Canovaccio, 2007



14 thoughts on “Canovaccio, 2007

  1. ah, nella nostra provincia si dice “canavaccio” ma in effetti canovaccio ha più classe…
    l’arte è in entrambi, tutt’e due tradizioni di linguaggio, e l’italia non ha ancora una lingua ufficiale….

    ma davvero sei a londra? sei mai stato nel kent?
    un bacio incuriosito

  2. Canovaccio, canavaccio…dalle mie parti ‘strofinaccio’ o, più poeticamente, ‘mappina’…ossia piccola mappa, di tutte le nostre dispersioni…xs

  3. Anche dalle mie parti si dice ‘strofinaccio’…….interessante pero’ il comune suffisso dispreggiativo.
    I wonder how is it possible that the same term is used in theatre, or in ‘commedia dell’arte’? How did that happen? what came first? the kitchen cloth or the rough plot? Forgive my ignorance on the matter…

  4. Wikepedia:
    A canovaccio is a vague plot outline used by commedia dell’Arte players. It consisted (only) of a list of acts and scenes; the details were left to the improvisation of the actors. Actors in the commedia dell’Arte thus had to be endowed with an inventive mind since the success of the play depended largely on their creativity and above all on their lazzi (jokes and gags). The spotlight fell on the actors rather than on the play itself.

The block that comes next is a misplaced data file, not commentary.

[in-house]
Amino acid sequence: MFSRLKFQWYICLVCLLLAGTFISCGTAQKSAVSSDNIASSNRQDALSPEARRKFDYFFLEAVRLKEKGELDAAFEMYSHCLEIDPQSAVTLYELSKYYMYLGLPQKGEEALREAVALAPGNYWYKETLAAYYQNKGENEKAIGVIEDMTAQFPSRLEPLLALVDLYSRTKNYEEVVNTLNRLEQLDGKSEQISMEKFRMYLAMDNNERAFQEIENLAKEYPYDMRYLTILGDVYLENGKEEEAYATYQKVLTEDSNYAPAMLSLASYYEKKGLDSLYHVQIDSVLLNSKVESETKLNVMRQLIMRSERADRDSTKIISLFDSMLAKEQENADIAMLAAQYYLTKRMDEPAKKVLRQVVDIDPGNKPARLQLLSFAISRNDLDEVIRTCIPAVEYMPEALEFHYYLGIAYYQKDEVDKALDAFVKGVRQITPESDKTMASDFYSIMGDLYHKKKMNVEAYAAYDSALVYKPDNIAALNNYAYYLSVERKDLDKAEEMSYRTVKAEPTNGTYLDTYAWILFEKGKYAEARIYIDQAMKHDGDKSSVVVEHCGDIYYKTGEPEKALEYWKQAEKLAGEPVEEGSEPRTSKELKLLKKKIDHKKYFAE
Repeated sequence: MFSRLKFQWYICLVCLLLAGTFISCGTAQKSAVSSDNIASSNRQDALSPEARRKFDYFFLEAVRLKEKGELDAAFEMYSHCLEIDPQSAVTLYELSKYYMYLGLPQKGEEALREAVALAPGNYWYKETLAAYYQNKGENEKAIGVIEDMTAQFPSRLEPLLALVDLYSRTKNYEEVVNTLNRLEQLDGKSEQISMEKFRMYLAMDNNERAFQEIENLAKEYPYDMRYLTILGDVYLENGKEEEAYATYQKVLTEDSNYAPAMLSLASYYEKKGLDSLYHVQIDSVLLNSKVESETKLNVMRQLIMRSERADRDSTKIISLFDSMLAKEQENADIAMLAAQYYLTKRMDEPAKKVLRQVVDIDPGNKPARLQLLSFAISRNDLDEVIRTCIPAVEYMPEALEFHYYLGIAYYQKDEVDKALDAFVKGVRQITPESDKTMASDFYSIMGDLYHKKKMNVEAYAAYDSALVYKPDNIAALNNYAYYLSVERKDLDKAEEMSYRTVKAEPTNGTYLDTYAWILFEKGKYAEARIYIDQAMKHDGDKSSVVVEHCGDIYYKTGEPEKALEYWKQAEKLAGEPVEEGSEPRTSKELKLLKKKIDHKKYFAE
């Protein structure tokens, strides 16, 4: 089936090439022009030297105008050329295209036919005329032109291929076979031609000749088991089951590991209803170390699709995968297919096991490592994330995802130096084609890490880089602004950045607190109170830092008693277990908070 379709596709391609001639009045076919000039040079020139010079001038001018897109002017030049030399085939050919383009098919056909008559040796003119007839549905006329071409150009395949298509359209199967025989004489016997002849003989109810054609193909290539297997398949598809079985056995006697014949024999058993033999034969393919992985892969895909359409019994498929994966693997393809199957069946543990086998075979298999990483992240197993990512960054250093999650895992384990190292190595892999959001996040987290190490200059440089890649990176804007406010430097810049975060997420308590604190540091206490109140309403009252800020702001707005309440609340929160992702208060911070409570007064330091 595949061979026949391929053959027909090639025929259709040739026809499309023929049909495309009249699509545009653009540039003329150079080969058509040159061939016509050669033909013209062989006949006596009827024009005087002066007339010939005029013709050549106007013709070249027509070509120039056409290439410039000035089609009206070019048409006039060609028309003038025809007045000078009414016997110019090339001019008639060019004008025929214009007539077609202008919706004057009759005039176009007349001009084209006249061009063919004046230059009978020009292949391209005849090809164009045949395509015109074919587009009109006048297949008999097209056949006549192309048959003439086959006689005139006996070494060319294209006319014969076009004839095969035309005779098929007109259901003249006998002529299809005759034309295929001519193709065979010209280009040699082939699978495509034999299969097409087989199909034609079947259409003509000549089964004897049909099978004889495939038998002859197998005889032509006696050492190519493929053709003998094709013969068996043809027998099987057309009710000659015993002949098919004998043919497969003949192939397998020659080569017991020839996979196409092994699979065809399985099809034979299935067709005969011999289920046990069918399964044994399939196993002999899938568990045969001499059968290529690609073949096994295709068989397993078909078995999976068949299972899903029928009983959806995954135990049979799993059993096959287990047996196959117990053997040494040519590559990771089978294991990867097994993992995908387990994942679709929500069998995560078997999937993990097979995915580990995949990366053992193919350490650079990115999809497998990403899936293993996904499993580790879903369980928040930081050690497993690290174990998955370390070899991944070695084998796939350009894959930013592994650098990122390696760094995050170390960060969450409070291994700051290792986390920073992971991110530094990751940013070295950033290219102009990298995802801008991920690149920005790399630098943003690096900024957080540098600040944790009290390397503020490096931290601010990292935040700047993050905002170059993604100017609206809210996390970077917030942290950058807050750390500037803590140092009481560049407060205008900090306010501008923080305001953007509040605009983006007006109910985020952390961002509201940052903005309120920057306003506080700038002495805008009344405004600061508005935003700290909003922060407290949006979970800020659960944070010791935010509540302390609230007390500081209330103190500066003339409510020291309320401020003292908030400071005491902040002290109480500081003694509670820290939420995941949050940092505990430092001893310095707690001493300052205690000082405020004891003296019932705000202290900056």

The use of improvisation on top of canovaccio enabled the avoidance of censorship because censors cannot censor that which is not written. Since the dialogue was almost entirely improvised on stage, actors and theatre companies could get away with almost anything.

  5. Knowing nothing about the etymology (ignorance is a great fortifier) I too suspect ‘canvas’ as the root of the Commedia Del Arte sense. My thinking being that a canvas could be used for a broad outline of something. To ‘canvas’ in English also means to seek support for. Players could canvas for an audience using the canovaccio in miuch the same way that some writers canvas publishers with outlines of their books. Canvas, here, means dishcloth, I presume. Anyway, it’s a beautiful image.

  6. Good night, Happy Fool’s Day!

    A couple goes out to dinner to celebrate their 50th wedding anniversary. On the way home, she notices a tear in his eye and asks if he’s getting sentimental because they’re celebrating 50 wonderful years together.
    He replies, “No, I was thinking about the time before we got married. Your father threatened me with a shotgun and said he’d have me thrown in jail for 50 years if I didn’t marry you. Tomorrow I would’ve been a free man!”

    Happy April Fool’s Day!

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